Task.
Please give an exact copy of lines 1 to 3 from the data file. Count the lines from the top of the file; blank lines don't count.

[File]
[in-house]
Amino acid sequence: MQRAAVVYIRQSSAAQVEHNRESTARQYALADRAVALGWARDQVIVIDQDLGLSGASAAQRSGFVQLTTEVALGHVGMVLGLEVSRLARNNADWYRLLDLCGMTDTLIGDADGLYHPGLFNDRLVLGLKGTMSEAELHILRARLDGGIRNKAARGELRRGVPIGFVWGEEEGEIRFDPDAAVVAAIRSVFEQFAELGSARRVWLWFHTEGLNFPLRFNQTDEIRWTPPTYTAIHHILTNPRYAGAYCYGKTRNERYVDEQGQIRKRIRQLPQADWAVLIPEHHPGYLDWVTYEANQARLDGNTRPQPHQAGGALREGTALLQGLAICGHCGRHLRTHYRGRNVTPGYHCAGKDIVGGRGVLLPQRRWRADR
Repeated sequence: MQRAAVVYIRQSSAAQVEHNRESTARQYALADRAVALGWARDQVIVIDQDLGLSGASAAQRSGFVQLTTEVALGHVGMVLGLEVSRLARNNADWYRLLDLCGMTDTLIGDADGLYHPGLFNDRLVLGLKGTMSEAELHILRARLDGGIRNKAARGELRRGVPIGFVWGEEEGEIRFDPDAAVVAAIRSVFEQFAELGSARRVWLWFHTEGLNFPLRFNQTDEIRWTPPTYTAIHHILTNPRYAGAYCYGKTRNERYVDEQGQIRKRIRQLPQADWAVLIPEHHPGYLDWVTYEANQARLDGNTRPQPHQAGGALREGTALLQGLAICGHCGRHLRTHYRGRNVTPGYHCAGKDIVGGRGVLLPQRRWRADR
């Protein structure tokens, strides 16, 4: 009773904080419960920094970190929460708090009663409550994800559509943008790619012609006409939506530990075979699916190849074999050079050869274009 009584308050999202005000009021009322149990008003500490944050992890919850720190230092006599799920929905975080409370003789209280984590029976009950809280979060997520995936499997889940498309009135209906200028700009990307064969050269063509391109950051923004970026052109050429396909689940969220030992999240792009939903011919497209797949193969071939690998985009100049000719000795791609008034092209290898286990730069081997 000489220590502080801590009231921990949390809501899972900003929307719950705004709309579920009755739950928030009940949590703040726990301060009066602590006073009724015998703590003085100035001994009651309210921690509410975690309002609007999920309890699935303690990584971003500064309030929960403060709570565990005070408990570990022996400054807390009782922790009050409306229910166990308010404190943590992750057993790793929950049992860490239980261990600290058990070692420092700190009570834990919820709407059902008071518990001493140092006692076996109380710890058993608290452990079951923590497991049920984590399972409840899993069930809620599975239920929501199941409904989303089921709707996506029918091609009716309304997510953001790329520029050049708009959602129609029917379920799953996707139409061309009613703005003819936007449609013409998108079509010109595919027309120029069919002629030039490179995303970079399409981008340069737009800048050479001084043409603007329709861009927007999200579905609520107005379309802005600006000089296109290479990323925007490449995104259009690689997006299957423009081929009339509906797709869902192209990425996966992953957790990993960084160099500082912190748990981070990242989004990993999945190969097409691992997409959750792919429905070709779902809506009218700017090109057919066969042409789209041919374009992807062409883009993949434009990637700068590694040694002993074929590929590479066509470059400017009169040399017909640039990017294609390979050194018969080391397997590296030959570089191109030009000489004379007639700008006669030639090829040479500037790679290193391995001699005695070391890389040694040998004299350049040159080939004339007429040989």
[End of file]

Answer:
[in-house]
Amino acid sequence: MQRAAVVYIRQSSAAQVEHNRESTARQYALADRAVALGWARDQVIVIDQDLGLSGASAAQRSGFVQLTTEVALGHVGMVLGLEVSRLARNNADWYRLLDLCGMTDTLIGDADGLYHPGLFNDRLVLGLKGTMSEAELHILRARLDGGIRNKAARGELRRGVPIGFVWGEEEGEIRFDPDAAVVAAIRSVFEQFAELGSARRVWLWFHTEGLNFPLRFNQTDEIRWTPPTYTAIHHILTNPRYAGAYCYGKTRNERYVDEQGQIRKRIRQLPQADWAVLIPEHHPGYLDWVTYEANQARLDGNTRPQPHQAGGALREGTALLQGLAICGHCGRHLRTHYRGRNVTPGYHCAGKDIVGGRGVLLPQRRWRADR
Repeated sequence: MQRAAVVYIRQSSAAQVEHNRESTARQYALADRAVALGWARDQVIVIDQDLGLSGASAAQRSGFVQLTTEVALGHVGMVLGLEVSRLARNNADWYRLLDLCGMTDTLIGDADGLYHPGLFNDRLVLGLKGTMSEAELHILRARLDGGIRNKAARGELRRGVPIGFVWGEEEGEIRFDPDAAVVAAIRSVFEQFAELGSARRVWLWFHTEGLNFPLRFNQTDEIRWTPPTYTAIHHILTNPRYAGAYCYGKTRNERYVDEQGQIRKRIRQLPQADWAVLIPEHHPGYLDWVTYEANQARLDGNTRPQPHQAGGALREGTALLQGLAICGHCGRHLRTHYRGRNVTPGYHCAGKDIVGGRGVLLPQRRWRADR